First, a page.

Step back in time features news items from The Daily Star 25 and 50 years ago.
50 years ago
Jan. 4, 1962
"Where does the sun's energy come from?"
This became an explosive question recently when asked by a group of fifth graders at Chestnut Street School.
When pupils of Mrs. Eva Donahue began a penetrating study of science four weeks ago, this question was one of the most frequently asked _ and the one which led eventually to the exhaustive and advanced study and laboratory work going on in her class today.
By way of proving how far the class has gone _ and remember these are fifth graders _ the topic for a classroom demonstration Wednesday by SUCO professor Dr. William Donahue was "Radioactivity."
Dr. Donahue, husband of Mrs. Donahue gave a "Classmaster" demonstration designed to point out that radiation was emitted by a variety of metals including uranium and radium.
In addition the professor had previously shown the fifth graders how to decompose water.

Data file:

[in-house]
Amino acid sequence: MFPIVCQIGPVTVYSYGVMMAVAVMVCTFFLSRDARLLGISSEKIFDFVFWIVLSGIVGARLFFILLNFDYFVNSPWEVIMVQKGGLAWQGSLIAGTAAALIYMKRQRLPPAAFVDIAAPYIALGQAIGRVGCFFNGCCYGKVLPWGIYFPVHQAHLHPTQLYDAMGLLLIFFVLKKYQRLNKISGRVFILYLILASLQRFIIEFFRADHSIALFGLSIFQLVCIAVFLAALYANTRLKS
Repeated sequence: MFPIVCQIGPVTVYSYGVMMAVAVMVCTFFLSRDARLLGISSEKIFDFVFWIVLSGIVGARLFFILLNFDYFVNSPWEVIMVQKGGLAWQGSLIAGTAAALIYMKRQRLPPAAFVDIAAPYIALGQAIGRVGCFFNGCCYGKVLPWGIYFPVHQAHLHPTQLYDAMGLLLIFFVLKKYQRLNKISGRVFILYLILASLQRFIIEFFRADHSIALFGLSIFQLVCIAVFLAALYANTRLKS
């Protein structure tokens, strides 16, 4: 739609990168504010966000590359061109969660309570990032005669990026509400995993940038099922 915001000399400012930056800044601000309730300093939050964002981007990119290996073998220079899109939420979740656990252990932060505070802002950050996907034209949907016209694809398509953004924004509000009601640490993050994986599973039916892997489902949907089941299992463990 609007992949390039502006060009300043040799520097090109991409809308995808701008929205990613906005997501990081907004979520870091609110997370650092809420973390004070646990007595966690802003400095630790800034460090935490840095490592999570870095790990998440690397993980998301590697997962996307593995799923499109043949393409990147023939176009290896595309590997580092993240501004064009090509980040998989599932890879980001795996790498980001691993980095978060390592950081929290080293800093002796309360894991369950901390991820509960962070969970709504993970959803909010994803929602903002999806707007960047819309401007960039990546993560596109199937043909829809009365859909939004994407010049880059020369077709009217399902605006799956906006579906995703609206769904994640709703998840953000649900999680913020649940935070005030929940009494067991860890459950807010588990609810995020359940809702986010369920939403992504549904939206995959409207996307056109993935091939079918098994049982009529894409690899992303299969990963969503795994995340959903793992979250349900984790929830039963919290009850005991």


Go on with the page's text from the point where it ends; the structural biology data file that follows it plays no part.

It is, but these sharp fifth graders handle this material almost as easily as they do their ABCs.
By the way, the "classmaster" is a device that converts radiation picked up by a Geiger counter to audible and visual signals.
In addition Dr. Donahue's classmaster clearly showed the shielding power of lead in comparison to lighter materials.
And it showed the youngsters different penetrating powers of two types of radiation.
One type of radiation (gamma) acts like the penetration of x-rays, Mrs. Donahue pointed out.
She said gamma is part of the fallout which comes from both atom and megaton explosions.
This type of radiation can be used to our advantage, she said, or it can be very deadly, depending on how it is used.
The professor's wife said that this group, an average fifth grade class, has become so absorbed in the science study that it will be continued for another four weeks.
A typical pupil reaction is that of Guy Wallace, who said yesterday "chemistry is wonderful, I love it."
Mrs. Donahue said the children, girls as well as boys, consider the science period one of the day's highlights.
Incidentally, if you are still wondering about the question "where does the sun's energy come from?" here's the answer:
"When two heavy hydrogen atoms fuse, helium is formed. In this formation, matter is given off _ and this matter is the energy which warms the earth."
Do you understand it?
The fifth graders of Mrs. Eva Donahue did.